With a growing evidence base suggesting that patients with hemoglobin levels at 8 g/dL or higher may not benefit from transfusion, a new guideline from the American Association of Blood Banks (AABB) suggests that physicians use a lower hemoglobin threshold and a patient's symptoms to determine when to give a blood transfusion.
About 44 000 units of blood are administered to patients each day in the United States, according to the AABB, with wide variation in transfusion practices across the country. Last year, the Department of Health and Human Services Advisory Committee on Blood Safety and Availability concluded that the variability suggested there may be excessive and sometimes inappropriate use of blood transfusions. The committee also noted that the growing population of older adults may further strain the US blood supply in years to come, requiring more judicious use (http://tinyurl.com/7qfv8b8). The committee noted the need for additional data about blood use and clinical outcomes and encouraged efforts to promote evidence-based practices.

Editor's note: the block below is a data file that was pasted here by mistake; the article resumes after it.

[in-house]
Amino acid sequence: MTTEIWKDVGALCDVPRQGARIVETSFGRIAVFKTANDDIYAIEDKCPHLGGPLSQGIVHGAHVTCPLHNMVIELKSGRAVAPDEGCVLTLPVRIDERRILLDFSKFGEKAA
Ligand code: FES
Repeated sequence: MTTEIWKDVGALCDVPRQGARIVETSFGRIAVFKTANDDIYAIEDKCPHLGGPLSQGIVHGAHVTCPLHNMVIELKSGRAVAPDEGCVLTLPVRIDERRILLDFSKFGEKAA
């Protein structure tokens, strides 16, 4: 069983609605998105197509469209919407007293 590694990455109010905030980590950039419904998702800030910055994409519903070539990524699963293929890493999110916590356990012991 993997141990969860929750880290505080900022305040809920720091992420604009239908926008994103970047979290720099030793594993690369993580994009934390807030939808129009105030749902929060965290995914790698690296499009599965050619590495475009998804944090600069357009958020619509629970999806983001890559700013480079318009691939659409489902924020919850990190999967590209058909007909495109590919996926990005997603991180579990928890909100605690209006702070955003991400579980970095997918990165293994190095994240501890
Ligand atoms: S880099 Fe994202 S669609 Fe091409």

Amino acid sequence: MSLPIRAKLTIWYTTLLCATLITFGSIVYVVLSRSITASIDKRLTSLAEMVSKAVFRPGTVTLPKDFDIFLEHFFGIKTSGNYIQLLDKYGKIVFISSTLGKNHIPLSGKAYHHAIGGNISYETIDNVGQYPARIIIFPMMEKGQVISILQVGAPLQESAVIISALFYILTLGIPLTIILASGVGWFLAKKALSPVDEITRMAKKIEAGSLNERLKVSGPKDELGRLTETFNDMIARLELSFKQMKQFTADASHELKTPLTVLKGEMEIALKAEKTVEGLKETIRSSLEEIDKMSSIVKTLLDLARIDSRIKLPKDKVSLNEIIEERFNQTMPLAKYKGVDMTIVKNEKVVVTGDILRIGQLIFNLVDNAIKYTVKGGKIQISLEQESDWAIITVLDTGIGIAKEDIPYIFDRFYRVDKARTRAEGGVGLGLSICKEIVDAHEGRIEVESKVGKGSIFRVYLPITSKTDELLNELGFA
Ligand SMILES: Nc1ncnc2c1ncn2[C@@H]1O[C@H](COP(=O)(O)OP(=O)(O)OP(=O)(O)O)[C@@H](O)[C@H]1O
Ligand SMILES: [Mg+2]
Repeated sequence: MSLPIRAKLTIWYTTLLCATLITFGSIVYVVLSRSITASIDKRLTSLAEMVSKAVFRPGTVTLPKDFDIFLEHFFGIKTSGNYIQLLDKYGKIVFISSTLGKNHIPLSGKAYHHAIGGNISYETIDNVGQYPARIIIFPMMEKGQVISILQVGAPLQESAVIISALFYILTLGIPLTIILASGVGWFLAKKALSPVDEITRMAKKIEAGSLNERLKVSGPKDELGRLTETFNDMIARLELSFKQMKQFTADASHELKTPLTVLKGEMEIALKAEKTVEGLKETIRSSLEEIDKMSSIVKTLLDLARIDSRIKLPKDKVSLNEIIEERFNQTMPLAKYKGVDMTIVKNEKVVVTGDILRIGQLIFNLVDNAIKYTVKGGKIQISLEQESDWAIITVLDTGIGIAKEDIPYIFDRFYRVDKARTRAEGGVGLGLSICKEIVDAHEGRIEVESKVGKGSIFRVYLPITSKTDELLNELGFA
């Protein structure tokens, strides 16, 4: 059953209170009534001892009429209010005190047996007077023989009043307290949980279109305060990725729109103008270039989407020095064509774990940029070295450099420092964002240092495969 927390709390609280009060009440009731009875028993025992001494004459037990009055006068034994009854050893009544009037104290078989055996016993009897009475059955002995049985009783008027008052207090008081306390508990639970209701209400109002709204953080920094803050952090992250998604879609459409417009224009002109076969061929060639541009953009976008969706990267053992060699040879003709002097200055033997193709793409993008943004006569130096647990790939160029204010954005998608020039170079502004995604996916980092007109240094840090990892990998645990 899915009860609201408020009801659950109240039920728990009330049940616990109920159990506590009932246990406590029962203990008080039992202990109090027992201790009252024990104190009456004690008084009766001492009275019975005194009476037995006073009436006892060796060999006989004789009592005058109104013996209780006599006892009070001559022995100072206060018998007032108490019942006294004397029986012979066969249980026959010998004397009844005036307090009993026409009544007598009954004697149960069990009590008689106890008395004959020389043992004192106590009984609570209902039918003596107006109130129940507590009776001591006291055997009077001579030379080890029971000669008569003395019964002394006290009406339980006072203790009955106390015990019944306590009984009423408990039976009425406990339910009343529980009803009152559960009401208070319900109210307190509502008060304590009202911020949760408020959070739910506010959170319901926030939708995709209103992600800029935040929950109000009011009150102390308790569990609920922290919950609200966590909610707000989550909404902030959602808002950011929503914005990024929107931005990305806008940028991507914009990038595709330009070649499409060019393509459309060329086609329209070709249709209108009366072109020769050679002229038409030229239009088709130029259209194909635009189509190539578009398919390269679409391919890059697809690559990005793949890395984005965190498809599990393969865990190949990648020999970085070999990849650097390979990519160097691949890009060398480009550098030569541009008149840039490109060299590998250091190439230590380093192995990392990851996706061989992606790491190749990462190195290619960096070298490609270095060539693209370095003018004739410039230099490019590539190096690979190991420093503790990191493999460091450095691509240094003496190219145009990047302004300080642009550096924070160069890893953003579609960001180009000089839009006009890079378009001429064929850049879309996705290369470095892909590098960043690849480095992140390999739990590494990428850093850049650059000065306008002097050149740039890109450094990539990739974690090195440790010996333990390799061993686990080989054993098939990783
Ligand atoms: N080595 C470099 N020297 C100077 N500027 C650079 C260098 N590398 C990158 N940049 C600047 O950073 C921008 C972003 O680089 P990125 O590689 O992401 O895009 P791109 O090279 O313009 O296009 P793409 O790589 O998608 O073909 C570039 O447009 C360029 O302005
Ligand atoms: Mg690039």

Kuehn BM. Guideline Tightens Transfusion Criteria. JAMA. 2012;307(17):1788-1789. doi:10.1001/jama.2012.3728